This exploratory descriptive study is one component of a larger study designed to connect the complex concepts of accountability in Canadian healthcare. In 2012, interviews were conducted with provincial/territorial CEOs from the two largest health professional regulatory bodies in Canada. Twenty-five were invited to participate and 22 accepted the invitation to participate in semi-structured interviews. The data were supplemented by an electronic review of annual reports and other public documents, such as vision and mission statements and professional standards of practice. Eleven nursing regulators and 11 medical regulators participated in individual targeted 30-minute semi-structured interviews conducted in person or by telephone. The interview schedule was pretested for clarity. Participants provided informed consent prior to data collection.
The Research Ethics Board at McMaster University granted approval. The interviews were audiotaped and transcribed verbatim. Transcripts were anonymized to preserve confidentiality. Interview data were analyzed using NVivo10 (QSR International Pty Ltd., Doncaster, Victoria, Australia). Texts were interpreted through thematic analysis (Boyatzis 1998). Preliminary coding was completed by three members of the research team, who coded several texts independently for comparison. Inter-rater reliability of the coding was determined. Team members then collaborated to develop a refined scheme to code the transcripts.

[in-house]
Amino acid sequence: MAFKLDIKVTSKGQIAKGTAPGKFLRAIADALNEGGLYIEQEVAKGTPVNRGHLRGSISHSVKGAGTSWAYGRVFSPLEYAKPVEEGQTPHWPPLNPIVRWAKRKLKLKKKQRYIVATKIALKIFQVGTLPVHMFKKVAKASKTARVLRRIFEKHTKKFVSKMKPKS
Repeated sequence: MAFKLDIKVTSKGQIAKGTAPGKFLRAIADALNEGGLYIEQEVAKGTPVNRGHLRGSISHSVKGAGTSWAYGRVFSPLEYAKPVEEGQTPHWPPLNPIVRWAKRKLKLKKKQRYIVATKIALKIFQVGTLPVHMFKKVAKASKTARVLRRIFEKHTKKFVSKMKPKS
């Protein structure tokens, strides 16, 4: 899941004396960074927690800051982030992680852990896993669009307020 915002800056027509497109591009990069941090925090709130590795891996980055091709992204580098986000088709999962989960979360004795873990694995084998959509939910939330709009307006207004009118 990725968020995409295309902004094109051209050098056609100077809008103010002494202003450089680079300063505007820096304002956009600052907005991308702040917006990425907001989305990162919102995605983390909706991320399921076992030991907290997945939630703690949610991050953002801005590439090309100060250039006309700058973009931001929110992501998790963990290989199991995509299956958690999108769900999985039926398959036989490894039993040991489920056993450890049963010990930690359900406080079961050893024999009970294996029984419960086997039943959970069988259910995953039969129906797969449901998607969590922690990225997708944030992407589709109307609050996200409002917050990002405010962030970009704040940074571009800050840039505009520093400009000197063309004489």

Our key findings were categorized under the following major themes, which arose from the analysis.